The stock and grip mount to a polymer chassis that sports a nonslip, matte texture and a hinged trigger-guard with a détente in the front pin to aid access to the visible trigger adjustment screws (first-stage, trigger-position and safety-torque). Nevertheless, the rifle’s semi-bullpup form factor requires you to remove the action from the chassis to adjust the second stage. This is as simple as removing the pistol grip bolt and sliding the chassis away from the action. Clever internal geometry ensures this discreet attachment system delivers a rock-solid fit when you retighten the bolt.
When it comes to finding your way around the rifle, reviews and forums are mostly more use than the manual. In trying to cover multiple Compatto variants, it omits important details about the Commander Magnum, such as how to remove the stock, adjust the regulator, and tune the hammer pre-load. I also had to double-check the stated 250bar fill pressure, since Brocock fit the Magnum with gauges designed for the 200-bar standard model, so anything above this takes you into the red zone. Not dangerous in this case, just disconcerting!
The truth is, almost nothing needed adjusting. The trigger position, first stage and safety-lever tension were all tickety-boo out of the box; a halfturn clockwise took the second stage down to a nice crisp 2 lb break; the regulator - which tops out at 200 bar - was already on a sprightly 160, and the hammer spring was clearly happy with that. So it was all good news from the get-go in the muzzle velocity (MV) and standard deviation (SD) departments, as the chrono numbers show. I topped up every 50 shots to keep on the right side of the regulator, but with easier-to-read gauges, I reckon that could be extended.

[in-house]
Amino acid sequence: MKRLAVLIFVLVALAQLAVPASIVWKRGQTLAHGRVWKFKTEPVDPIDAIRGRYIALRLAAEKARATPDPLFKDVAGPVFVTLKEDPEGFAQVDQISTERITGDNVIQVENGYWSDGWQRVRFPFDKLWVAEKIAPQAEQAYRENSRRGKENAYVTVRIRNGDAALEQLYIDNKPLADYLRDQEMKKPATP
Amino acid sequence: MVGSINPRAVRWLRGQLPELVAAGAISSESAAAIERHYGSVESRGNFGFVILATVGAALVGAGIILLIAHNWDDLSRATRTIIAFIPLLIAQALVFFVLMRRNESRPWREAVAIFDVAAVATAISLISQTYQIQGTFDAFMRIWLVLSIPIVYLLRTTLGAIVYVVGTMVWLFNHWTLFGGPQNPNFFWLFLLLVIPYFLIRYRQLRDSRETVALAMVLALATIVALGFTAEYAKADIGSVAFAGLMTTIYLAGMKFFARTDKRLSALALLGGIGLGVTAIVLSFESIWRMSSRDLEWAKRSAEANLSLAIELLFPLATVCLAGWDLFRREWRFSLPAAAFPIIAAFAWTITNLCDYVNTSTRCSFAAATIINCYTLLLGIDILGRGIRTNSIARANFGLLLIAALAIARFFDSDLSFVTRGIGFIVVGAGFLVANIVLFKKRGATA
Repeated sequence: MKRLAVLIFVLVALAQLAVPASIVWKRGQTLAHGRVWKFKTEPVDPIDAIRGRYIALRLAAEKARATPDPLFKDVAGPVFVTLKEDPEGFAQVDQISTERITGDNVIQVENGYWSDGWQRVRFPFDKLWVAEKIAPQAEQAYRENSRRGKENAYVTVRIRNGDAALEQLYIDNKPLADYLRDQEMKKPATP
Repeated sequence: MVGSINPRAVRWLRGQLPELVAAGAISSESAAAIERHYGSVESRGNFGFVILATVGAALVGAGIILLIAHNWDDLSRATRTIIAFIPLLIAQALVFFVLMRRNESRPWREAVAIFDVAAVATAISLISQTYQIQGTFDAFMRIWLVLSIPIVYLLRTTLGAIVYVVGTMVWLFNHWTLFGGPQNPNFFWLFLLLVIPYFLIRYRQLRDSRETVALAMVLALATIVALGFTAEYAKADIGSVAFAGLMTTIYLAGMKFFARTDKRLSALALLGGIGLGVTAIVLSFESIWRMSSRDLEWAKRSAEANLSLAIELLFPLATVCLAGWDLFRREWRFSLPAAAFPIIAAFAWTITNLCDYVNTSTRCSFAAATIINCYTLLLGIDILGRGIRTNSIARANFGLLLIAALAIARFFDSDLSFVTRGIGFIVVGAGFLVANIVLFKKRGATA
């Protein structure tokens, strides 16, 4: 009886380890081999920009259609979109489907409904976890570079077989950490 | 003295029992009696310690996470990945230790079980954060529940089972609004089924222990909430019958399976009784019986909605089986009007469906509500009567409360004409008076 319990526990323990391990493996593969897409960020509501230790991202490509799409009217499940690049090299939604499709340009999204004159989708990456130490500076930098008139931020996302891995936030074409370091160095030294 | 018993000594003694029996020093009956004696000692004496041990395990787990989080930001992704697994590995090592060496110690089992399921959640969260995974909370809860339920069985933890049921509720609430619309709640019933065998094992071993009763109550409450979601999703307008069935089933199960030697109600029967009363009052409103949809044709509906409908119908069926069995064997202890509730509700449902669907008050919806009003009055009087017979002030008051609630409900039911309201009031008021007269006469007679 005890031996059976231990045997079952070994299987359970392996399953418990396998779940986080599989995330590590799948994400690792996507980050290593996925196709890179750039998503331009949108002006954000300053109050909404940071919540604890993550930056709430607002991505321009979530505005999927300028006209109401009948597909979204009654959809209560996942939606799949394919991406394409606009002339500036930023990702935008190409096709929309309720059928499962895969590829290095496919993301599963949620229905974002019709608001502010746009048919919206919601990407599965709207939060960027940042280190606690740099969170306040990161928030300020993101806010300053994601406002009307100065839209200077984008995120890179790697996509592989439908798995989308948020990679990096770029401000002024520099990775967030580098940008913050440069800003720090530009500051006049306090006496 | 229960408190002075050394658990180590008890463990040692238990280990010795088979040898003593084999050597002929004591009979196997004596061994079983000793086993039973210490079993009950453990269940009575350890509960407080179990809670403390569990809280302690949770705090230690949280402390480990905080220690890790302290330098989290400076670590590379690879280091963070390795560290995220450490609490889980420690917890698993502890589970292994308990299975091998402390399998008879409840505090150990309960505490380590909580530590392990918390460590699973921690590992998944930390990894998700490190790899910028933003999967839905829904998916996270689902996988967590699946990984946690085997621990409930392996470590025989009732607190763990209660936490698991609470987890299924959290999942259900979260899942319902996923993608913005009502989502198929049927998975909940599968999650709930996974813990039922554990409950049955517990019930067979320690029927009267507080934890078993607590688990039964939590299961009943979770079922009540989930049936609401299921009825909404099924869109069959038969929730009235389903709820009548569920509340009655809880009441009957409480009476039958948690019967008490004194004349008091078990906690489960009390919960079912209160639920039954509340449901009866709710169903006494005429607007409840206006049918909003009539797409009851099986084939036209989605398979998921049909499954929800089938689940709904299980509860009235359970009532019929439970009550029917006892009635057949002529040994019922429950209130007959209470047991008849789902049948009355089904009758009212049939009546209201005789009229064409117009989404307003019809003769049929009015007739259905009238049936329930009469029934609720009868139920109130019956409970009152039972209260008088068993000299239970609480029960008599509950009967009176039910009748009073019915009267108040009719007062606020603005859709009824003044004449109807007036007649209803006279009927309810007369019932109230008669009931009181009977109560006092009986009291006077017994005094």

Shooting the Commander Magnum was a real pleasure. The operation of the XR cocking lever was light, fast and smooth; the probe took pellet after pellet from magazine to barrel without a hitch (and with no sign of opening up groups compared to the supplied single-shot tray), and the firing cycle was impressively understated.
The rifle’s report was agreeably modest too. Initially, I credited this to its smart fluted, vented and colour-coordinated moderator, but the difference with and without the moderator was as nothing to the effect of removing the shroud, which unmasked the rifle’s true power and had me reaching for my ear defenders. The moderator functions, but that shroud is doing some serious work! Making the Commander truly stealthy required a bit more internal volume, though, so I fitted my DonnyFL Shogun. The sudden drop in decibels had me checking the power adjuster, but the chrono readout and heavy smack of fast lead on downrange steel confirmed that the rifle had lost none of its authority.